This Friday, Nov. 1, Black Art Student Empowerment holds their fifth annual Art Showcase at the Anderson. Starting at 7 pm, visitors can experience art across the gallery’s second floor, which will also be host to live performances and complimentary food.
“We want this to be more personal,” says Shayne Herrera, painting and printmaking sophomore and current BASE president, “and really connect the artists and the people that surround the community.”
This year, the organization broadened their call for submissions to the showcase by directly inviting the entire VCU student body to submit work. Non-arts majors have always been welcome to participate, but BASE leadership wanted to combat the perception that only arts majors could apply to the annual exhibition. Now, BASE anticipates that this year’s event will be the biggest, most inclusive show they’ve ever organized.
“I was the president at one point and wasn’t even in art school,” says Corey Lightner, a creative advertising major and advisor to Herrera. “Don’t be afraid to come and check us out.”
Membership at BASE spans creative practices, from standup comedy and writing to singing and painting. But BASE also includes many members from outside VCUarts, who have joined the organization’s efforts to uplift Black art and artists on campus. Lightner is a video artist and dancer, who is contributing a summery and nostalgic music video based on former members’ music.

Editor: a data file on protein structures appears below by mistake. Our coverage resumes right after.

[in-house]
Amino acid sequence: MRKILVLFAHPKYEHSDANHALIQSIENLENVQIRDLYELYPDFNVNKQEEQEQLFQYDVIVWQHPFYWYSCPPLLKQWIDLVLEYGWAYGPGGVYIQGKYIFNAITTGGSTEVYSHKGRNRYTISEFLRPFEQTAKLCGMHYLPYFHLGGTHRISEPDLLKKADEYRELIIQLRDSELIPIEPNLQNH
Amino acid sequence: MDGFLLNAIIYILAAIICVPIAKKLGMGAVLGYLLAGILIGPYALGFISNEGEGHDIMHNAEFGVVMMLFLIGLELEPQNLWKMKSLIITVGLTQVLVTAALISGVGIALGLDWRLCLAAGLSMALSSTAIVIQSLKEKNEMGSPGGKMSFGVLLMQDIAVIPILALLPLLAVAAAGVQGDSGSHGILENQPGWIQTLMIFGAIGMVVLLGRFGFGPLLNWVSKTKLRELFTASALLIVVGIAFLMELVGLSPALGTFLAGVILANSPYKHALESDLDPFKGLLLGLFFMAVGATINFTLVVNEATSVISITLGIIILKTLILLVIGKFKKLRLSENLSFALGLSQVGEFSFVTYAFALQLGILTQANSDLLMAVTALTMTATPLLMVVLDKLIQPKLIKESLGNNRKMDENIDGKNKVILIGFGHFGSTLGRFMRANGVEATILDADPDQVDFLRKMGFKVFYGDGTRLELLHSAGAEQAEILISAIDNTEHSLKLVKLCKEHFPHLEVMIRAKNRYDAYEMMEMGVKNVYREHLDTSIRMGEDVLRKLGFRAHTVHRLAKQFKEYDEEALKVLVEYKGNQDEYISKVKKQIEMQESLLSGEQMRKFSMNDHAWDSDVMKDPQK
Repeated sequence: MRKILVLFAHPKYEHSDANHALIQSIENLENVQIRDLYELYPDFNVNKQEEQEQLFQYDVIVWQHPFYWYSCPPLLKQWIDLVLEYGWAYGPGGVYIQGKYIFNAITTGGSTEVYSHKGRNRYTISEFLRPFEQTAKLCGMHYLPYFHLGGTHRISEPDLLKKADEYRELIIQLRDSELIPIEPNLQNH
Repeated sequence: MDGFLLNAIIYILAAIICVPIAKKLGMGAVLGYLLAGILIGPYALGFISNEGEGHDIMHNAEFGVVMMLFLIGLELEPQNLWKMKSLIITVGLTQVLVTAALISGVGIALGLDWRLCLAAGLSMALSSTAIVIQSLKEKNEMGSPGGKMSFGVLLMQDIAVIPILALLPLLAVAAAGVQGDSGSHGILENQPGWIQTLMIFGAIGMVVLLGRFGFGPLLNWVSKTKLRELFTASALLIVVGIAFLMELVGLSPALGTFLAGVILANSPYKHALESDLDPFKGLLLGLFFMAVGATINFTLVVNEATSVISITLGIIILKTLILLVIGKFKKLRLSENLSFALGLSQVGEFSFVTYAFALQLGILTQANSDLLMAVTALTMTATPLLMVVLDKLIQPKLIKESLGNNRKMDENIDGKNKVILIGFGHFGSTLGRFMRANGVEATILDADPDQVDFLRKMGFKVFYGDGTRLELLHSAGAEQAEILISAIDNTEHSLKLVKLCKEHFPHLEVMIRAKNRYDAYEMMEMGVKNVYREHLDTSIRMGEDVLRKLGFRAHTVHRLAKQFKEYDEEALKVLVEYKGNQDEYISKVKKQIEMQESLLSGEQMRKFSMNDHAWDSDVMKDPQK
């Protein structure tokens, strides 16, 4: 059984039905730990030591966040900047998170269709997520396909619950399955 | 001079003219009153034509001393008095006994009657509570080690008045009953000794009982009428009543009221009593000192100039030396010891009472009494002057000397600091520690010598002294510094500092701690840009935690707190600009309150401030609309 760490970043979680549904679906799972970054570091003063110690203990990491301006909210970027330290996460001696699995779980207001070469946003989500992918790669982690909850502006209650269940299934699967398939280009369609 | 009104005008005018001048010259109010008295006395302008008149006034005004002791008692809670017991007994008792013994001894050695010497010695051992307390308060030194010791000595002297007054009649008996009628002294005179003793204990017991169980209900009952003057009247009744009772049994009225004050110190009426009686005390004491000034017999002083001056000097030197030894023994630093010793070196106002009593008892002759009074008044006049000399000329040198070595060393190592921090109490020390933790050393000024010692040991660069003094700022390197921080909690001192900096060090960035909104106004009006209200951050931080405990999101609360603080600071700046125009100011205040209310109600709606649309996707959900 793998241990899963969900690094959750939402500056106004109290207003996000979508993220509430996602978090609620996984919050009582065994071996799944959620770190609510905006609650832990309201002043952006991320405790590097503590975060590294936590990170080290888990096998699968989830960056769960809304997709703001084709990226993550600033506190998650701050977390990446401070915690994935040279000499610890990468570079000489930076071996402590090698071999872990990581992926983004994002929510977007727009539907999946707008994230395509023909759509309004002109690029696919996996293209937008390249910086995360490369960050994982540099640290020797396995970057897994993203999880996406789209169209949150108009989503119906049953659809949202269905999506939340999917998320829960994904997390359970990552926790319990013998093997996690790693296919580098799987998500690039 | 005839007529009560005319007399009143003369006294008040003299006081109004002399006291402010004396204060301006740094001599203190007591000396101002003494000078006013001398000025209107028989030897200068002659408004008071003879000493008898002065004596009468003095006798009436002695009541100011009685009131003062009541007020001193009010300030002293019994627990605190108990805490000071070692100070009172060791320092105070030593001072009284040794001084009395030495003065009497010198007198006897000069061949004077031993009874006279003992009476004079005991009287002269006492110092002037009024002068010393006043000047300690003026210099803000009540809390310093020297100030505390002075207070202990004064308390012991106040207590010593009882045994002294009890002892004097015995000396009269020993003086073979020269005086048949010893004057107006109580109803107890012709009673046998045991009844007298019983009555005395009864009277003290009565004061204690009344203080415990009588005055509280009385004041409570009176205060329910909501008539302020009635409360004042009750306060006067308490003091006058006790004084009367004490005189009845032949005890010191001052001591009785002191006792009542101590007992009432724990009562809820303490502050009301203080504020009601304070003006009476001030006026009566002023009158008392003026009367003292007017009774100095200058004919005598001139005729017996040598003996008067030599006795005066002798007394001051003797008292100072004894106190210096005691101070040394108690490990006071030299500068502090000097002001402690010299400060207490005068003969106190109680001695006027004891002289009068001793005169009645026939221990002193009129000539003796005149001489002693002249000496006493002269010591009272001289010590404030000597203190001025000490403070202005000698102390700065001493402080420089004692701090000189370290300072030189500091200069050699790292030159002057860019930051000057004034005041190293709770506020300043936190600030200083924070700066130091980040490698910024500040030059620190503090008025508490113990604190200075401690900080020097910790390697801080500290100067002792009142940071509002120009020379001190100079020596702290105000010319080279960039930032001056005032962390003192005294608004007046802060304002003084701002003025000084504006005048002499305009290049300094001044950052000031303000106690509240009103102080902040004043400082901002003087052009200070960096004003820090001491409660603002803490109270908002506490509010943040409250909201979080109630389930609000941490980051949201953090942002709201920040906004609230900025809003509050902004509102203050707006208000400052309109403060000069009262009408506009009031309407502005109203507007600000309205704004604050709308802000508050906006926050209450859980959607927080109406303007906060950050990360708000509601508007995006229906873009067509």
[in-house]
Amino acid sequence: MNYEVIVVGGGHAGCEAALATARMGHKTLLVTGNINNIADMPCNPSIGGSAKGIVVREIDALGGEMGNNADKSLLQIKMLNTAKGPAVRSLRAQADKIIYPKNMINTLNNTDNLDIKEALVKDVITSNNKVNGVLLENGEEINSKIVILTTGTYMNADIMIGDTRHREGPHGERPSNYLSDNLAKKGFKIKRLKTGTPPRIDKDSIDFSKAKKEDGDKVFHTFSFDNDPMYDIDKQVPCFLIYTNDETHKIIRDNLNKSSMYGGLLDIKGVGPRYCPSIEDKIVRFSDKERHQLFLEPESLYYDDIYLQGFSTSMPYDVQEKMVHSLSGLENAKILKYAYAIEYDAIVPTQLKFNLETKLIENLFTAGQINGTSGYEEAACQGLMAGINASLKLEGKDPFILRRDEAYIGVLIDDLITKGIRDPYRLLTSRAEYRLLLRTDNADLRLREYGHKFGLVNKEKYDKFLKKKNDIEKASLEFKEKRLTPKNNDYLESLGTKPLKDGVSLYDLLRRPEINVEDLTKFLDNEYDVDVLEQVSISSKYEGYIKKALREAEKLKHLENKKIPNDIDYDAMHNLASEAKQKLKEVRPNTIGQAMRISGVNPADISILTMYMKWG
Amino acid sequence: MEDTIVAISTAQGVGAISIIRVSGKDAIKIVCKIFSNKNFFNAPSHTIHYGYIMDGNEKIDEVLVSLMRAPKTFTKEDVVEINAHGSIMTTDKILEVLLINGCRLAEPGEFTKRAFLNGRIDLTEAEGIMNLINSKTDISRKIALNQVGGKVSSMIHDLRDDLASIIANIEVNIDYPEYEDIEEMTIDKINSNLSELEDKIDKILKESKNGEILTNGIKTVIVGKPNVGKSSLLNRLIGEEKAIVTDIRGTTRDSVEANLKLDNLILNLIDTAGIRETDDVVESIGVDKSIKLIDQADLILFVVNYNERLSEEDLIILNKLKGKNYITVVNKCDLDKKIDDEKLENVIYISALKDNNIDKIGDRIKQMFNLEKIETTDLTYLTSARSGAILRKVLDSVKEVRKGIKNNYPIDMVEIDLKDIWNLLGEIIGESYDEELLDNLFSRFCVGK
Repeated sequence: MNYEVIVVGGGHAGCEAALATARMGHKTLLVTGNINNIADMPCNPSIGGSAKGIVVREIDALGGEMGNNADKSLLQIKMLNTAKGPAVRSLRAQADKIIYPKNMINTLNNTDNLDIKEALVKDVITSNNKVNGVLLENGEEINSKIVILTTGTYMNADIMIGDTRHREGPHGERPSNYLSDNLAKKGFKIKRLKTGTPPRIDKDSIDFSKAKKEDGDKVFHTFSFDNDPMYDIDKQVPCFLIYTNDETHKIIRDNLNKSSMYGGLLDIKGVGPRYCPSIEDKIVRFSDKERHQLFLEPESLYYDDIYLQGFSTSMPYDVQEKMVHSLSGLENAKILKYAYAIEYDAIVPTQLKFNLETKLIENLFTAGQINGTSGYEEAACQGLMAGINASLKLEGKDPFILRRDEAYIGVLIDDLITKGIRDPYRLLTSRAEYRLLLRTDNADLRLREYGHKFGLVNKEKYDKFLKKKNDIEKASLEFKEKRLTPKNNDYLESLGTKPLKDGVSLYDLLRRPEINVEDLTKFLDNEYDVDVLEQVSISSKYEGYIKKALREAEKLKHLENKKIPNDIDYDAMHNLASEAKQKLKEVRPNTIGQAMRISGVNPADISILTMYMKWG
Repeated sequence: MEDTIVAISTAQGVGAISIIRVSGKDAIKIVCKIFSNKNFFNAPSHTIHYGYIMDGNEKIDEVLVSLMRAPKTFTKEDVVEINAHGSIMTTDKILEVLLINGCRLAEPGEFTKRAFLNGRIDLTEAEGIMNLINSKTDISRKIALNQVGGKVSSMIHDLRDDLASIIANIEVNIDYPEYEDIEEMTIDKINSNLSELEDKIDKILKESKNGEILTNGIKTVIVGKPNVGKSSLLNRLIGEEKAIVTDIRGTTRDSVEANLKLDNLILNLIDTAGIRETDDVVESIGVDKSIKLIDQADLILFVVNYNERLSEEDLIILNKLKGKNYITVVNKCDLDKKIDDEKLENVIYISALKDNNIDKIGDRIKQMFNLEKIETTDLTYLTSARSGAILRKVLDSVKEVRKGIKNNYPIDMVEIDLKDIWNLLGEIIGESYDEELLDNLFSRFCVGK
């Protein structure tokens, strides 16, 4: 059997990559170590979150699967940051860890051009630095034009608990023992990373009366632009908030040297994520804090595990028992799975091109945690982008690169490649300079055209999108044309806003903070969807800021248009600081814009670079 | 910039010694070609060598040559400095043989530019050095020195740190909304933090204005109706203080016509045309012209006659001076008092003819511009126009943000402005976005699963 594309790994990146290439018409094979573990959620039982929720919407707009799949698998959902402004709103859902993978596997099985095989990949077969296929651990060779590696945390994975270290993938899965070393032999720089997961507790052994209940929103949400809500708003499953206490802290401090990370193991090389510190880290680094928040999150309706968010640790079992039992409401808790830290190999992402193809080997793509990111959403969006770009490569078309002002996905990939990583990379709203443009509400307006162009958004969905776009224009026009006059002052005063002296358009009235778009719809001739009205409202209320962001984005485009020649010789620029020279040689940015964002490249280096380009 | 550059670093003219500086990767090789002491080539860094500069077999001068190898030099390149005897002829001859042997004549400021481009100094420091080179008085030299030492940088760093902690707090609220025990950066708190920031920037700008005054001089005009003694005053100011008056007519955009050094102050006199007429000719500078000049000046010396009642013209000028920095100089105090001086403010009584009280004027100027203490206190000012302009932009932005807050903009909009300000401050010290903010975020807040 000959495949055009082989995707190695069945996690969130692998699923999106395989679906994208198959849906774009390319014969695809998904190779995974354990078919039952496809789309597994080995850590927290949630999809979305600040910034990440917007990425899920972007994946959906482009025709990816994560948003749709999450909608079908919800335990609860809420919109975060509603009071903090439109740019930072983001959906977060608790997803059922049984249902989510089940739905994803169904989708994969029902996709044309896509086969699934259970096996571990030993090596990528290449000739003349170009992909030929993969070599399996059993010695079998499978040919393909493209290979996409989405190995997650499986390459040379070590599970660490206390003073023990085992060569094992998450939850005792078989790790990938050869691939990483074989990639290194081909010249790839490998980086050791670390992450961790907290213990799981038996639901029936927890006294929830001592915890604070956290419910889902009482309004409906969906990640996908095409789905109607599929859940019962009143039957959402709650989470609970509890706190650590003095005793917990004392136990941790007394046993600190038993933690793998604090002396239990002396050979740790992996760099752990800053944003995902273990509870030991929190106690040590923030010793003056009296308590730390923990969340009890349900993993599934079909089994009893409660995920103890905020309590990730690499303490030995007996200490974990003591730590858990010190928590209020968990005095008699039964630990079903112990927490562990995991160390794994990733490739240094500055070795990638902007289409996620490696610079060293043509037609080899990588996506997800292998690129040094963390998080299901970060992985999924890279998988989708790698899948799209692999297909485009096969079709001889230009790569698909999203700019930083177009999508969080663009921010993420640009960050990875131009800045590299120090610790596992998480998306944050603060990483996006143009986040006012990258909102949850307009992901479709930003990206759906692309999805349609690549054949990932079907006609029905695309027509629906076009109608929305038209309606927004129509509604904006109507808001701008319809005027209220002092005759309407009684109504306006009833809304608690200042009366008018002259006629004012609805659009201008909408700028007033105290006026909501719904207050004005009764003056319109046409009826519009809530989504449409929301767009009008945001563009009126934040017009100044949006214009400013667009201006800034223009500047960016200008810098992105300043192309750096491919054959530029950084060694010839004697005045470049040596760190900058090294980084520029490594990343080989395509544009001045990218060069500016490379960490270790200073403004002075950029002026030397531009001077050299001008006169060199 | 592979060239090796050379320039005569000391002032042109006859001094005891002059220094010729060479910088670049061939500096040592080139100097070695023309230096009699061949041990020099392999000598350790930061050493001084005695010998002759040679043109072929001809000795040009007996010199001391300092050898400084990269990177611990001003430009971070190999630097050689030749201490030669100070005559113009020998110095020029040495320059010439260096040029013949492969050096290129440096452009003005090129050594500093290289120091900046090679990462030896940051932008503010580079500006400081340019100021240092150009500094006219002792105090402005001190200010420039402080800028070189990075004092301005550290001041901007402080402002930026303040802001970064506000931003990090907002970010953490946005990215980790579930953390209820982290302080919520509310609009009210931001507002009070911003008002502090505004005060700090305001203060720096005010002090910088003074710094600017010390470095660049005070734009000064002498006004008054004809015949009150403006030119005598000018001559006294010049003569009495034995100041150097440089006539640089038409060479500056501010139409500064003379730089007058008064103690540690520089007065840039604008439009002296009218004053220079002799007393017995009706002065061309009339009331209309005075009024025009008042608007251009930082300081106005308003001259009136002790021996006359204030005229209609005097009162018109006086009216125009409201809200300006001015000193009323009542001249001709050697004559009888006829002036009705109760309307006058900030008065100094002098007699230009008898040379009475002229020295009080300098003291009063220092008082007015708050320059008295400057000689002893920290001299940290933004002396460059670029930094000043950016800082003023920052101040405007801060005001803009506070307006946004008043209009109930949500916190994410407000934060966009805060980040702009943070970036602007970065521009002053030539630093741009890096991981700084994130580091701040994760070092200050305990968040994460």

More than 30 artists will have work featured in the Friday showcase, which BASE began planning last spring. Artwork will be available for purchase, with BASE taking a small percentage of the sale for operational fees. Artists themselves will also be present, allowing visitors to learn more about how a piece was made or what inspired it.
“Often times, people see artwork as something that can’t be questioned—just something to look at,” says Lightner. “But you can ask an artist first-hand in a showcase, ‘How did you come up with this idea? How did you do this? Why did you do this?’”
BASE has other social events scheduled throughout the year, including art critiques and “Culture Talk,” an event where members can comfortably discuss current events in their lives or in the world.
“We have people come together to bring up things about what’s going on in the culture,” says Lightner. “They can talk about it in the open, without fear of judgement or anything like that. They can just get an answer and different insights from people.”
“The club is there to empower the students,” says Herrera, “and let them know that there’s an outlet” where they can discuss issues important to them.
Lightner encourages students who don’t identify as Black or African American to attend BASE events and chat with artists. Meeting people from other communities is beneficial for everyone.
“It gives a sense of understanding to a voice that you may not have heard from before,” says Lightner.
The first 200 tickets for the annual BASE Showcase are free; after that, prices at the door are $2.